Pro tip: GA’s store visits feature isn’t totally fool-proof—it only works for customers who agree to share their location history, and isn’t available in every region or industry.
5. Map out your customer journey
There’s some (informed) guesswork involved in connecting your online presence to in-store sales. Once you use the methods above to gather tangible data, one technique to structure your guesswork is to create a customer journey map—a visual representation of the various touchpoints and interactions that brought customers through the door.
Being able to visualize this path helps you understand pain points or bottlenecks that could prevent customers from buying your product. It also gives you an overview that connects the demographic information you have on your online customers, to what you know about their in-person shopping behavior.
For example, a customer's journey may show that someone saw an ad for your rollerskates on social media, which you created to target 16-21-year-olds living in Venice Beach, California. They then clicked through to your website, and finally visited your store to try on a few pairs and make a purchase. You might not know for certain that the same person who viewed your ad is the one who bought your skates in-store. But if you’ve got data to suggest that these particular ads lead to more in-store sales, then the guess is an educated one.
6. Use call-tracking software
If you’re trying to connect sales calls to online data rather than store visits, there’s a whole world of analytics options available to you. First, use call-tracking software, like CallRail and CloudTalk, to log call attribution. These tools assign a unique number to different phone-based marketing campaigns, then automatically log every time each campaign makes the phone ring. They keep the data in an analytics dashboard for you to review, so you can tell if the person calling your business heard about you from your website or a Facebook campaign.
What’s more, call-tracking software typically provides information about the caller’s location, whether they rang previously, and how long they stayed on the line. Log this data into a CRM, along with the information you have on your online store’s customers, to build a more complete picture of your customer base—including where your customers live, how often they buy from you, and what time they tend to shop.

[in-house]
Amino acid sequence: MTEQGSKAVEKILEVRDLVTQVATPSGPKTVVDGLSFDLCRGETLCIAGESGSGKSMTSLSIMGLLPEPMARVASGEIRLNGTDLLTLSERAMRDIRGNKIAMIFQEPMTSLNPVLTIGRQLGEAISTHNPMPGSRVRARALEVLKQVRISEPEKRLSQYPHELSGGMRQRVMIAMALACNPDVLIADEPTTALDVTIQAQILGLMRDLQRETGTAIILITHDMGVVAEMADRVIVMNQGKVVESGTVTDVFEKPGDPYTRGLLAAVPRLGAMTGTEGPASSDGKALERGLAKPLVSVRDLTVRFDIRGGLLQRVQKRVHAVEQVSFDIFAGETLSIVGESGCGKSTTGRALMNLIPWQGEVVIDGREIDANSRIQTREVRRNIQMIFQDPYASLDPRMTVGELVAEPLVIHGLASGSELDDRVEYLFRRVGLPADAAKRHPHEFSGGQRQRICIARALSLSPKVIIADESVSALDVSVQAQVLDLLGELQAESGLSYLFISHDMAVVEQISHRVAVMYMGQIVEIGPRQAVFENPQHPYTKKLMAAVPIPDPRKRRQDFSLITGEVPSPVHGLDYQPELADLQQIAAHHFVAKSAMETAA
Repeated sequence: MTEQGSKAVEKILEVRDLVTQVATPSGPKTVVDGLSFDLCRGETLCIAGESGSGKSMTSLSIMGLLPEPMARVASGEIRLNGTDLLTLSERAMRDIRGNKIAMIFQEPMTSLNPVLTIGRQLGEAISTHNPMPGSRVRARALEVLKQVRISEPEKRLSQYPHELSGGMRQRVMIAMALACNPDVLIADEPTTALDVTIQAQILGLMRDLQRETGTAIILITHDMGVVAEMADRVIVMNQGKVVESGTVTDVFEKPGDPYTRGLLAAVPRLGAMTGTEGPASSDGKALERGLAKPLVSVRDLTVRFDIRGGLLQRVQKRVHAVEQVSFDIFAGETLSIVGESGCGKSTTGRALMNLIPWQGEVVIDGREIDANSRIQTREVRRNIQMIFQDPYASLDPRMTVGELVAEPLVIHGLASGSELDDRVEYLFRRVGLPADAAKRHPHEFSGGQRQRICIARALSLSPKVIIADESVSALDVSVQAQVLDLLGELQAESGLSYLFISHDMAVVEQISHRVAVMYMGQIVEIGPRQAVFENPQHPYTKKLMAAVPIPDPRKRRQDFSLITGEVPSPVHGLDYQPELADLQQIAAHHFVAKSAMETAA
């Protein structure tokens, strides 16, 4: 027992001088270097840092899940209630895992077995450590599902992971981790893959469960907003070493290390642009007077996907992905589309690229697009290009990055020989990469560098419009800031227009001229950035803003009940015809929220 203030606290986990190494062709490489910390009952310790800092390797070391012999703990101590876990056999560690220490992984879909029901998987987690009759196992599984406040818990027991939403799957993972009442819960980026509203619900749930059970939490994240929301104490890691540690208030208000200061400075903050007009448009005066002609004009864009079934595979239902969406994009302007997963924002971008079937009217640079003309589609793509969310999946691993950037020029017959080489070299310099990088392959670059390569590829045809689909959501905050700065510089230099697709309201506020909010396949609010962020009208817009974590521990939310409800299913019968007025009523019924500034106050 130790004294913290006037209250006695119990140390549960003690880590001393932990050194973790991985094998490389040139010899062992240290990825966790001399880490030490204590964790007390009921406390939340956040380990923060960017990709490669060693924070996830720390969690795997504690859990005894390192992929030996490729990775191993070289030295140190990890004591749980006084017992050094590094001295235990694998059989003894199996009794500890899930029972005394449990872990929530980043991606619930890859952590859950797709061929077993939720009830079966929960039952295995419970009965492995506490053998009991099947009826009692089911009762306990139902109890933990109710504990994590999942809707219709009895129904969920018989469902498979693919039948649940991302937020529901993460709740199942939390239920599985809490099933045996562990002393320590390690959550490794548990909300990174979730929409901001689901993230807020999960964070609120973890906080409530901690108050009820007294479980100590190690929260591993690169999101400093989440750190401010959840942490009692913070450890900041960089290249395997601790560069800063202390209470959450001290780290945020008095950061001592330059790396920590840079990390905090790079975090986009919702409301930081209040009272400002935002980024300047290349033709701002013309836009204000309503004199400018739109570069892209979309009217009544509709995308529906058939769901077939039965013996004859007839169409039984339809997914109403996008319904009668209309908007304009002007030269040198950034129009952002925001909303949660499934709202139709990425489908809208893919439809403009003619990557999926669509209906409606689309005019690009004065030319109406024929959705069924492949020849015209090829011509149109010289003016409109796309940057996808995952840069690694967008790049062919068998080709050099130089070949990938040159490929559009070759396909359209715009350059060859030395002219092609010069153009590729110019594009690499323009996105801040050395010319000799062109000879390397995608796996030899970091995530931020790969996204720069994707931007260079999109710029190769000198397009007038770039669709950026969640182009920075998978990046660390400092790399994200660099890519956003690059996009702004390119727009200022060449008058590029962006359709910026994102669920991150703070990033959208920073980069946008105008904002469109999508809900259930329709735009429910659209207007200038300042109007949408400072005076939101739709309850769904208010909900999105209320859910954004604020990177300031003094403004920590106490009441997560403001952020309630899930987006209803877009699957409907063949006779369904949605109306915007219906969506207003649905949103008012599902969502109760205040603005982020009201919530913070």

7. Compare offline sales figures with customer insights
To understand what your customers want and need, review qualitative data—such as insights about how they behave on your online shop—as well as quantitative data—like how many of them are visiting and buying from your brick-and-mortar store. For example, if you notice that you didn’t sell much of a particular item in-store, investigate how customers interact with it online. You may need to tweak something on your website to make its page easier to find or display product information more clearly, which helps you boost offline sales.
To understand how customers interact with your product pages, use a tool like Hotjar Recordings and watch videos of user sessions to see how their mouse moved across the page and where they decided to click. You might, for instance, discover that users are rage-clicking a broken call to action (CTA), which you wanted to link to a product page, and learn that the reason you sold less of that product was because of a broken link.
Want to understand how customers behave on your site?
Hotjar’s Recordings let you see the customer journey through their eyes.
Calculating ROI is the first step to increasing it
Is your online presence bringing customers through the door of your shop? It almost certainly is, since more than 80% of online ads drastically enhance offline sales. What’s more, being able to check whether that statistic holds true for your website isn’t the logistical nightmare it might sound like at first.
Connecting offline sales to online data is essential for any business with both a digital and physical presence. It helps you understand the true business impact of all the noise you’re making on the internet, and which digital campaigns are working the hardest for you. It also helps you form a more complete picture of your customer base, so you can learn how to delight them—and increase your bottom line.